“It is beyond unconscionable that these kits continue to sit on a shelf, denying victims a chance for healing and closure,” DePasquale said, noting that 13 other states have already provided funding to eliminate their backlogged rape kits.

But, DePasquale said, progress is being made.

“Since 2016, 700 backlogged kits were tested, meaning that 700 Pennsylvanians received answers about their rape kits,” he said. “Sexual assault victims deserve justice and testing the kits provides them a chance for justice.”

In September 2016, DePasquale released a special report on the state’s untested rape kits that found inadequate communication to local law enforcement agencies, errors in DOH’s official 2015 report and resource shortages that could be leading to delayed justice for victims. The 67-page special report featured three observations and 10 recommendations.

“When the General Assembly passed the legislation that mandated the reporting and testing of the state’s backlogged rape kits, it failed to provide any resources to any agency, including the state’s three major public crime labs, to test the kits,” DePasquale said. “My review found that these crime labs simply do not have enough people, equipment or funding — and that’s a problem that continues to exist.”

DEP and PennDOT earn national

recognition for cleanup campaign

PennDOT and the Department of Environmental Protection have been honored with Keep America Beautiful 2018 State Agency Partner Awards for their partnership on the Great American Cleanup of Pennsylvania in 2017.

The statewide campaign organized more than 132,000 volunteers who participated in over 7,200 local cleanup events in every county.

“DEP has supported and participated in the annual Great American Cleanup of Pennsylvania program since it began in 2004,” said DEP Secretary Patrick McDonnell. “It reflects two of our core values — improving the environment and fostering strong community partnerships — and it succeeds.”

PennDOT Secretary Leslie Richards said PennDOT is very proud of the long-running success of the Adopt-A-Highway program.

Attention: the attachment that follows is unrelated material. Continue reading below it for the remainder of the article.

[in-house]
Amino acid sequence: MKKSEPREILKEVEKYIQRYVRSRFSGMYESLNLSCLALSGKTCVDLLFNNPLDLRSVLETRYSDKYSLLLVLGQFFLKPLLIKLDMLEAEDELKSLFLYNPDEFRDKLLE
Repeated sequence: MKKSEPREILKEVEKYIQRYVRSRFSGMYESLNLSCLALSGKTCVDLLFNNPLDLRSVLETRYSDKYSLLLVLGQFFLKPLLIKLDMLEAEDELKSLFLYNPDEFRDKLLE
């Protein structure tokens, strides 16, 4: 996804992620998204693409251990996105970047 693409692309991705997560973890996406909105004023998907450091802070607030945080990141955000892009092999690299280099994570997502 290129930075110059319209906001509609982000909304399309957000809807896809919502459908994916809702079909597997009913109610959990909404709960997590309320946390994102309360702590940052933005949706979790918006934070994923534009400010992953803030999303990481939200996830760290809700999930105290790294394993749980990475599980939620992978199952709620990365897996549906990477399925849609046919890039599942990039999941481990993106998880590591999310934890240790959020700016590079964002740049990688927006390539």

“The efforts of our district coordinators coupled with the enthusiasm of our volunteers results in tons of trash and debris being removed from our roadways year after year,” Richards said in a news release.

The Great American Cleanup of Pennsylvania is coordinated by KAB affiliate Keep Pennsylvania Beautiful with support from DEP and PennDOT. Last year, the campaign brought thousands of Pennsylvanians together in the spring to collect millions of pounds of trash and plant trees, shrubs, and flowers.

In 2017, through PennDOT’s Adopt-A-Highway program, more than 4,800 volunteer groups adopted 10,733 miles, collectively saving the commonwealth in excess of $5 million.

DEP funding covered the cost of supplies for the participating volunteers, who collected more than 5 million pounds of trash from an estimated 11,168 miles of roads, railroad tracks, trails, waterways, and shorelines and planted 16,437 trees, bulbs, and plants.

“The Department of Environmental Protection and the Department of Transportation have been invaluable partners to Keep Pennsylvania Beautiful since its inception, providing resources that have enabled hundreds of thousands of volunteers to participate in tens of thousands of community improvement events,” said Shannon Reiter, president of Keep Pennsylvania Beautiful.

The Pennsylvania Waste Industries Association, the Pennsylvania Food Merchants Association, and numerous companies also support cleanup projects.





Lucas Warren, 1, from Dalton, Georgia, has become the first child with Down syndrome to be named a Gerber baby since the contest’s start in the 1920s.
https://www.timesleader.com/wp-content/uploads/2018/02/web1_Gerber-Down-baby-1.jpgLucas Warren, 1, from Dalton, Georgia, has become the first child with Down syndrome to be named a Gerber baby since the contest’s start in the 1920s. Photo via @FOX5Atlanta

By Bill O’Boyle

[email protected]

Reach Bill O’Boyle at 570-991-6118 or on Twitter @TLBillOBoyle.

Reach Bill O’Boyle at 570-991-6118 or on Twitter @TLBillOBoyle.